Following an increase in cyberwarfare, which can inflict collateral damage on individuals, Microsoft President Brad Smith called for governments to agree on norms to shield civilians in cyberspace.

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Microsoft is calling for a digital Geneva Convention to outline protections for civilians and companies from government-sponsored cyberattacks.

In comments Tuesday at the RSA security-industry conference in San Francisco, Microsoft President and Chief Legal Officer Brad Smith said the rising trend of government entities wielding the internet as a weapon was worrying.

Cyberattacks — from profit-seeking theft of credit-card data to state-sponsored attacks aimed at influencing national politics — are a growing concern for technology companies and their customers.

“We suddenly find ourselves living in a world where nothing seems off-limits to nation-state attacks,” he said.

Warfare in cyberspace, Smith said, often targets noncombatants, aiming at data centers, laptops and software owned by companies and civilians.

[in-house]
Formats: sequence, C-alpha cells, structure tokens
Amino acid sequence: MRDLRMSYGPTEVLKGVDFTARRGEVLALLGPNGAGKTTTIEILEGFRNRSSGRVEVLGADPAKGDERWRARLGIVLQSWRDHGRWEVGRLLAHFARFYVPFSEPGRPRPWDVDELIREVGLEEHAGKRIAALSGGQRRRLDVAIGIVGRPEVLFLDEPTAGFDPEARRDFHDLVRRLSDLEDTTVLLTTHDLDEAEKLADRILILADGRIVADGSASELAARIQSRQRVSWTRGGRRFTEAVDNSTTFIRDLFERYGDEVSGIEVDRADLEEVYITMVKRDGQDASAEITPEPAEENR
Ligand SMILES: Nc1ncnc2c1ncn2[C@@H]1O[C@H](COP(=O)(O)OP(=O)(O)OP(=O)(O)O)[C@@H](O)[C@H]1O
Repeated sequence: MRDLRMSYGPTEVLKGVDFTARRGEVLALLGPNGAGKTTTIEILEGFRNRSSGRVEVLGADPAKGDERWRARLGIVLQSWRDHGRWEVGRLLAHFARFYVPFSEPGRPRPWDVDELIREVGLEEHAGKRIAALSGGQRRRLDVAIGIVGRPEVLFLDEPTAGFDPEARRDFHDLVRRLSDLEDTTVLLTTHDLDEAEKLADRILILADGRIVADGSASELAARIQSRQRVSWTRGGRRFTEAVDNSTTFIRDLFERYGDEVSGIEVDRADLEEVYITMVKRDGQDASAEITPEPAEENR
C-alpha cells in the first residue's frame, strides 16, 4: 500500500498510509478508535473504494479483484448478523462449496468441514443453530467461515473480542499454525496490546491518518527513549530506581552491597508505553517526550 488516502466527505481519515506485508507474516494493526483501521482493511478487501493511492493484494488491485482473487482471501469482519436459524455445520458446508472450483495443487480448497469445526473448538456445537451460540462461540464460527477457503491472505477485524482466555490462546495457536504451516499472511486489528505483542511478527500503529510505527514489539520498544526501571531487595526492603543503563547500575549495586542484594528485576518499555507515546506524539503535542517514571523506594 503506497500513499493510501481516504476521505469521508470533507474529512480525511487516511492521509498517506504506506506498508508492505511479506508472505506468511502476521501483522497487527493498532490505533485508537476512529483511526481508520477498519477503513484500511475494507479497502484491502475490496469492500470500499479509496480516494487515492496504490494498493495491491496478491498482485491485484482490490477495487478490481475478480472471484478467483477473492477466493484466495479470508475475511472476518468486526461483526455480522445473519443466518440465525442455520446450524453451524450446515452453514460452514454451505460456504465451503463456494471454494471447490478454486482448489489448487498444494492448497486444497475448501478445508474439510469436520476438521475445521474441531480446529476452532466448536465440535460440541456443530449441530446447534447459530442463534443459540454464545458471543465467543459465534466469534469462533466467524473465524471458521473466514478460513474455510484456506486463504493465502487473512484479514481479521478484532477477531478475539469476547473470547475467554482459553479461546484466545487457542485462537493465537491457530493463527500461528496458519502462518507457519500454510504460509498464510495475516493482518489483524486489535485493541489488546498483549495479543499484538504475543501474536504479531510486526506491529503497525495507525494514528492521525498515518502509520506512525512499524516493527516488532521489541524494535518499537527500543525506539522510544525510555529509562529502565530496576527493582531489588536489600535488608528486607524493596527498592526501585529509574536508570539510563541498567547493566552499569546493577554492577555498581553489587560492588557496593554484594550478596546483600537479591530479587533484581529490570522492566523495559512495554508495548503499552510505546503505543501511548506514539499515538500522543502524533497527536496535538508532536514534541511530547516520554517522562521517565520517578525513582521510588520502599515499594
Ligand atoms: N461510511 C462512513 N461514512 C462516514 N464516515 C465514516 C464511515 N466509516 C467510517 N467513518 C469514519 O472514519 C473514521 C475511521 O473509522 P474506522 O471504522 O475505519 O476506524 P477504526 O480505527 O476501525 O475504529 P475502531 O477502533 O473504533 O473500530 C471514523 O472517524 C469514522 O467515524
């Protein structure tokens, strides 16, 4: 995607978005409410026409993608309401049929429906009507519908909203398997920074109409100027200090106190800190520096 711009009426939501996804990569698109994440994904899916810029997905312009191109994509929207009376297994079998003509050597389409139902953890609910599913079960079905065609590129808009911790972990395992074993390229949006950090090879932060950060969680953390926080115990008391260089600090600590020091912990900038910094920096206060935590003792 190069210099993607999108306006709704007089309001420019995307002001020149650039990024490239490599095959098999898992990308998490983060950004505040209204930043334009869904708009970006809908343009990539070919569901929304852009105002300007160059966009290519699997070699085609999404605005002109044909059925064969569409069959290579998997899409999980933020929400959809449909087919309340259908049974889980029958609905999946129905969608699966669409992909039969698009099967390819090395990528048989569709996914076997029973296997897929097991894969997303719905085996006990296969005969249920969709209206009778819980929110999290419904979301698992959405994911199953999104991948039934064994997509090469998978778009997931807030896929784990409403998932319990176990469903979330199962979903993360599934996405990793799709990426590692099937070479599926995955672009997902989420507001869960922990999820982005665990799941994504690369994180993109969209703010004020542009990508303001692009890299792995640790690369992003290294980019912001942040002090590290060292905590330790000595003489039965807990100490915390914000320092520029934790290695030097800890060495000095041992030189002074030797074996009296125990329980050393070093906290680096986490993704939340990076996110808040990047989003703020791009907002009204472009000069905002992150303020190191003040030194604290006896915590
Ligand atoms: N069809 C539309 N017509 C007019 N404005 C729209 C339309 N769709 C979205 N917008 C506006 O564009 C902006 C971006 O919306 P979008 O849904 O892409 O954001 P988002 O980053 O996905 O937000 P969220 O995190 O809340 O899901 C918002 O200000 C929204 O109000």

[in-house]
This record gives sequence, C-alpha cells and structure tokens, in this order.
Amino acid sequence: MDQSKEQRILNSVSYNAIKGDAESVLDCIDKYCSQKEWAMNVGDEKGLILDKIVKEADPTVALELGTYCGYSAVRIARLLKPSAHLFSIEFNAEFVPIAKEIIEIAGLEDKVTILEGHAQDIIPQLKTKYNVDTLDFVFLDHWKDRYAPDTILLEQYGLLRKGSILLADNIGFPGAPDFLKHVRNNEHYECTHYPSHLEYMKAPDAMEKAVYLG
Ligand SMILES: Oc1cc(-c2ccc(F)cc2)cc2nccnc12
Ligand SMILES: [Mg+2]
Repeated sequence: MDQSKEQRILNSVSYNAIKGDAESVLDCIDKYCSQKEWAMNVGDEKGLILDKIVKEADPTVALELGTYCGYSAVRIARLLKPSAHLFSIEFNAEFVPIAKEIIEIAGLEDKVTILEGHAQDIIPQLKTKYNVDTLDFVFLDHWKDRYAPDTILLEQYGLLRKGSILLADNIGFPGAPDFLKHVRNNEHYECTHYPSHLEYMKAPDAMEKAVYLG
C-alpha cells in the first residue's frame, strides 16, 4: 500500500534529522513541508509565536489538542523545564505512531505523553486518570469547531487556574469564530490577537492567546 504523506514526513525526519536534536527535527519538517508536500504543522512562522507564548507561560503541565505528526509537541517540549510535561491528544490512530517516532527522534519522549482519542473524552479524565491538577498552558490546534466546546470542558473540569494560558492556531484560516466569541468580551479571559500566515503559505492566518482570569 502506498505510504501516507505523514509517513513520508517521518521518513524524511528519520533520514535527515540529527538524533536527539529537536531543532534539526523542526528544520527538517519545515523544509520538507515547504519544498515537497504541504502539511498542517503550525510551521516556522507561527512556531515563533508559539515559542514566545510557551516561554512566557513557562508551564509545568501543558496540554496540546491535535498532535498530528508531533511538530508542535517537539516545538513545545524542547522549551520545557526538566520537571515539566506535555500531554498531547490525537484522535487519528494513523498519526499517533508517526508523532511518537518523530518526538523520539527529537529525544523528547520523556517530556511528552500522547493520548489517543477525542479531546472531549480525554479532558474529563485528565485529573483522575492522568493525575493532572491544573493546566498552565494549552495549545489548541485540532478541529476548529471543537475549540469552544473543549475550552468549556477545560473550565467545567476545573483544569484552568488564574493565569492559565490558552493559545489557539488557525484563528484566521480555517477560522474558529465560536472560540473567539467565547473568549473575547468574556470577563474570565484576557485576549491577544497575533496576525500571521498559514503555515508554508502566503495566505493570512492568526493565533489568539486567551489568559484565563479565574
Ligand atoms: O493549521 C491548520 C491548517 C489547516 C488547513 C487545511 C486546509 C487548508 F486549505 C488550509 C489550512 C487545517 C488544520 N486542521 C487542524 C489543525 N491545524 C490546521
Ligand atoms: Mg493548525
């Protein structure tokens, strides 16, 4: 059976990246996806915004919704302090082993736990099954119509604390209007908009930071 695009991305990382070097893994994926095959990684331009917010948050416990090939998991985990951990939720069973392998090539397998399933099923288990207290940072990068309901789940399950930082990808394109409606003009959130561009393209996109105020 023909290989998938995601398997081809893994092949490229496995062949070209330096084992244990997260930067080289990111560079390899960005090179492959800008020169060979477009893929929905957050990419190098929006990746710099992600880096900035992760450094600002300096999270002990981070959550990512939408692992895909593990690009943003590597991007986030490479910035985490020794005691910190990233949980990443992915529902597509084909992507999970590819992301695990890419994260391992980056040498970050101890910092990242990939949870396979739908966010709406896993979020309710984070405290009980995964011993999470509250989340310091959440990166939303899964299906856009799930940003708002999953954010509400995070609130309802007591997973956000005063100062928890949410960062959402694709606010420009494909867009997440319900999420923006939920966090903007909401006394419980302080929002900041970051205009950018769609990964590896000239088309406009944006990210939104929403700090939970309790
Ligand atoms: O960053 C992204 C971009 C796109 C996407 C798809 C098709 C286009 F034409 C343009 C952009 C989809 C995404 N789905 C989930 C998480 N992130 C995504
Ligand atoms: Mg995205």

Smith cited the high-profile 2014 hack of Sony Pictures, said to have been perpetrated by North Korea, as well as attacks last year aimed at “the democratic process itself,” a reference to hacking in the U.S. presidential election.

He called for governments to come together and outline a set of new rules for behavior in cyberspace to protect civilians on the internet, akin to the protections for civilians in times of war outlined by the Geneva Conventions.

A new international regulatory regime, Smith said, should include an independent organization that can investigate and share evidence that attributes nation-state attacks to specific countries, playing a role similar to that of the International Atomic Energy Agency in nuclear nonproliferation.

That organization, Smith said, should investigate and share publicly the evidence that ties specific nations to attacks.

Microsoft itself has been reluctant at times to identify the source of state-sponsored attacks on its own services.

When Microsoft disclosed a hacking campaign aimed at its Windows operating system last year, the company named the group of hackers but stopped short of laying out the widely held view in the security industry that Russian-linked groups were behind the attacks.

Companies, Smith said, should remain neutral and commit to not aiding governments or other actors in cyberattacks.

“This is not the world that the internet’s inventors envisioned 25 years ago,” Smith said. “But it’s the world that we inhabit today.”